When my companion suggested that we go to the Lowry exhibition at Tate Britain, my reaction was lukewarm at best. Surrounded by Lowry as we are in Manchester, one feels as though Lowry’s ‘matchstick men and matchstick cats and dogs’ are too well known as it is. And the exhibition has also divided the critics; from Brian Sewell’s demolition job in the Standard, to John Barrell’s lengthy encomium in the LRB. The viewing public, however, has flocked to this the first major retrospective of Lowry’s work since the Royal Academy exhibition in the mid-seventies; the Saturday morning my companion and I went, the Tate rooms were full, if not, fortunately, unbearable.
The works are spread through six thematically organised rooms, beginning with ‘Looking at Lowry’ which claims to present ‘his strongest’ work encompassing ‘his feeling for the packed spaces of the street’, through to the final room of ‘The Industrial Landscapes’ with larger and later canvases of urban landscapes from not only around Manchester, but also, and surprisingly to this viewer, from Wales as well. The second room ‘The Idea of Modern Life’ responds to the idea that Lowry’s work not only reflects his absorption of French impressionism, but was also accepted by the French before the British; between 1928 and 1933, his paintings were regularly accepted for the spring and summer Paris Salons. As such, in the midst of Lowry’s paintings are an Utrillo, a Pissarro, and Van Gogh’s ‘Outskirts of Paris.’ This latter is painted with a similar palette to Lowry’s browns and greens, and shows the terrain vague around Paris, sparsely populated and with a single street lamp, as the caption puts it, ‘as if waiting for a street to light.’
In this room, the viewer is confronted by the way in which Lowry’s titles almost sacralize the generic: ‘A Northern Hospital’, ‘A Manufacturing Town’, ‘The Park’, ‘A Lancashire Village’. And even later in his career, many paintings are called ‘Industrial Landscape’. In these, Lowry’s well-known placing of thin figures in a landscape occurs on canvas after canvas. It was my recollection of these kinds of Lowry figures that no one ever touches in them, so that in ‘The Arrest’, the arrest of the man in the picture is all the more shocking because of the contrast of the physical contact of the subject matter, and the isolation of the figures around. In the larger landscapes, the figures can appear as part of a tide of humanity moving in similar directions with a similar tread, but individually picked out, thus individually isolated. In these pictures, Lowry evokes an industrial landscape in which both anomie and community are yoked in a dark symbiosis.
But I was wrong; in the paintings, people often hold hands, though the ant-like dogs ( a video shows him painting a dog in six seconds!) are never on leads. In ‘Fun Fair: Good Friday, Daisy Nook’ of 1946, two soldiers, possibly old comrades, hug each other. However, in their dark coats, the de-mob suits, and the battered caps and trilbies that Lowry gave his women and men, humans often do seem forever cut off from each other.
In a retrospective like this, there are always going to be discoveries. For me, this came quite early, in room 3, ‘Street Life: Incident and Accident’, with its background George Formby, and Mitchell and Kenyon videos. Here, there are three lovely pencil drawings of the Ancoats district of Manchester, including an exquisitely simple view of the incline of a cobbled street. In the next room ‘Ruined Landscapes’, Lowry’s paintings concentrate on the effect of both the industrialisation and bombing on Lancashire. There is a change in the rhythm of these pictures. The use of blues in the pictures, and the close ups of the ruined landscapes mean that both building and people bulk larger. In ‘Industrial Landscape: Wigan’, a brief row of terraced houses, is picked out in a blood red amidst the black bulks of chimneys and factory buildings. In ‘Blitzed Site’ from 1942, again it is the reds and mustards that pick out the broken wood of joists and pillars. There is often a kind of chiaroscuro effect in these pictures, with the grey-white sky seeping into the middles of the pictures with a dulled impasto. In the background, the mill chimneys stick up out of the cloud of pale landscape, like marram grass out of sand. And Lowry is actually a great painter of the contours of the land underneath industrialisation.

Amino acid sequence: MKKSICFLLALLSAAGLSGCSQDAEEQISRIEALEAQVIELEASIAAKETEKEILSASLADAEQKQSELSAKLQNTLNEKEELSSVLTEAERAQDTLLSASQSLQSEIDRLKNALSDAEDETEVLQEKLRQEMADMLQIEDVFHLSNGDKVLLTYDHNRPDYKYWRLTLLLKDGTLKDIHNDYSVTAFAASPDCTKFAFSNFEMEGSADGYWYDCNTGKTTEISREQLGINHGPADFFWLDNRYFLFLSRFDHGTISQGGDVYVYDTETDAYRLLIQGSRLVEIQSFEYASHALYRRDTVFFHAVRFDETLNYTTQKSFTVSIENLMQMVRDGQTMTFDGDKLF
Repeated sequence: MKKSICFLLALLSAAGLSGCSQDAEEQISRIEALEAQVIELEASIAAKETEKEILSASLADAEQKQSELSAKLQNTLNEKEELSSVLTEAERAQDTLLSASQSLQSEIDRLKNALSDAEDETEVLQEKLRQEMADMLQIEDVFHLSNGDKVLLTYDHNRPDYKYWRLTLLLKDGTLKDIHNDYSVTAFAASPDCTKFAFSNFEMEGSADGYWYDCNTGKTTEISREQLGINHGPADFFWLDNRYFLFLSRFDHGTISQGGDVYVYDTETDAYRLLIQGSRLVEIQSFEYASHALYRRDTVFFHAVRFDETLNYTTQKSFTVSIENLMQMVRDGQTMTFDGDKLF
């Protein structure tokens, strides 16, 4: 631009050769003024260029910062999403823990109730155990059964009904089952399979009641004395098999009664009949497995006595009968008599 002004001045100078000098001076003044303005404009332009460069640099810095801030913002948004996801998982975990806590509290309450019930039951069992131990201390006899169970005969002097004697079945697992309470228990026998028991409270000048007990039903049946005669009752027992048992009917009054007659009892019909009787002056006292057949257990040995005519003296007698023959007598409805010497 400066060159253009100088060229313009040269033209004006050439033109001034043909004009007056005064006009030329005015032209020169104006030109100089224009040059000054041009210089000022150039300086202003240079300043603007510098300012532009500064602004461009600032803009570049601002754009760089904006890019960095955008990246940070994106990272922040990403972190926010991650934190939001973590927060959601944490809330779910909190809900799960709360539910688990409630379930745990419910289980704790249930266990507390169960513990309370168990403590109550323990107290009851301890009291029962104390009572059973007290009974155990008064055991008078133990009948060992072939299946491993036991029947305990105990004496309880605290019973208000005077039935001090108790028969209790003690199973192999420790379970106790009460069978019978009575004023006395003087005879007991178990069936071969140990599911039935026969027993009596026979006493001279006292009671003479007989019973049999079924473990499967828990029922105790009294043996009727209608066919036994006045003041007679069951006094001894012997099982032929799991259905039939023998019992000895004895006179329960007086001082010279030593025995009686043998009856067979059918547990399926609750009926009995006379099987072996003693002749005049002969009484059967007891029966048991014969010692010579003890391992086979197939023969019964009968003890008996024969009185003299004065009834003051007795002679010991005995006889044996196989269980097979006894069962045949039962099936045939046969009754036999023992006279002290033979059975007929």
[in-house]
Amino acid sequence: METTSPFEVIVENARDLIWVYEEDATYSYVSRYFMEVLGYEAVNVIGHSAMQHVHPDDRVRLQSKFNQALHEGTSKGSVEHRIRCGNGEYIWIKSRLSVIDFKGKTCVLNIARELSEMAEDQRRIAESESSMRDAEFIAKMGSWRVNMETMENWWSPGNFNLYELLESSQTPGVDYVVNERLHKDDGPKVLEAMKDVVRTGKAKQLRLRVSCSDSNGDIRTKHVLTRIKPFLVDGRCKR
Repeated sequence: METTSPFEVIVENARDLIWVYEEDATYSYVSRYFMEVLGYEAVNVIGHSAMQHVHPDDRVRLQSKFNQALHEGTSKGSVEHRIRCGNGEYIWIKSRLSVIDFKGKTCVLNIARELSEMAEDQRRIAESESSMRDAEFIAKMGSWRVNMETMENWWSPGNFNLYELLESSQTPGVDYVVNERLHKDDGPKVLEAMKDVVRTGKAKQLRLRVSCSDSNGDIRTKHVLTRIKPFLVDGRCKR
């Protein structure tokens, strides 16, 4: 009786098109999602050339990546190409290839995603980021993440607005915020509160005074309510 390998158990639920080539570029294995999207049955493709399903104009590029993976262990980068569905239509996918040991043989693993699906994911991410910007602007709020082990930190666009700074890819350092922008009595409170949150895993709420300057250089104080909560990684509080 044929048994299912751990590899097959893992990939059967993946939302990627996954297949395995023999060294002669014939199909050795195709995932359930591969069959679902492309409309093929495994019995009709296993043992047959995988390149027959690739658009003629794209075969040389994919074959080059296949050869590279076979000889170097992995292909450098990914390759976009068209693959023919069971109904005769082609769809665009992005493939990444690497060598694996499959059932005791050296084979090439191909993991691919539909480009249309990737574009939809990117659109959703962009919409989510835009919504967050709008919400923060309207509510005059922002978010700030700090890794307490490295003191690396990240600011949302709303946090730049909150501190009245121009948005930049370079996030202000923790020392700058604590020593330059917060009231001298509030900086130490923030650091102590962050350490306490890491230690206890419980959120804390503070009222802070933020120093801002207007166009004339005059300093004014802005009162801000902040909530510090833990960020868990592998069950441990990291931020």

If Lowry is the great ‘marmite’ painter of the twentieth century, it is, we might suggest, because he has become the victim of his own success. If, initially, he represented the north to itself, his paintings then became the north, and it’s no surprise that the, then, Manchester Guardian was one of his earliest supporters, even offering him the position of its art critic; a position he, perhaps wisely, turned down. We now see the north through the prism of Lowry, and it is no surprise, either, that both Mitchell and Kenyon and George Formby are drawn into his ambit. Unlike like much other contemporary art, Lowry invented the language by which he is appreciated; and that language is, yes, repetitive and limited, and because of that accessible. In the exhibition, people were talking about the paintings. But better that, surely, than the kinds of contemporary art, which you need a degree to articulate, and which sits frostily waiting for the critics to step up and articulate its ‘concepts’.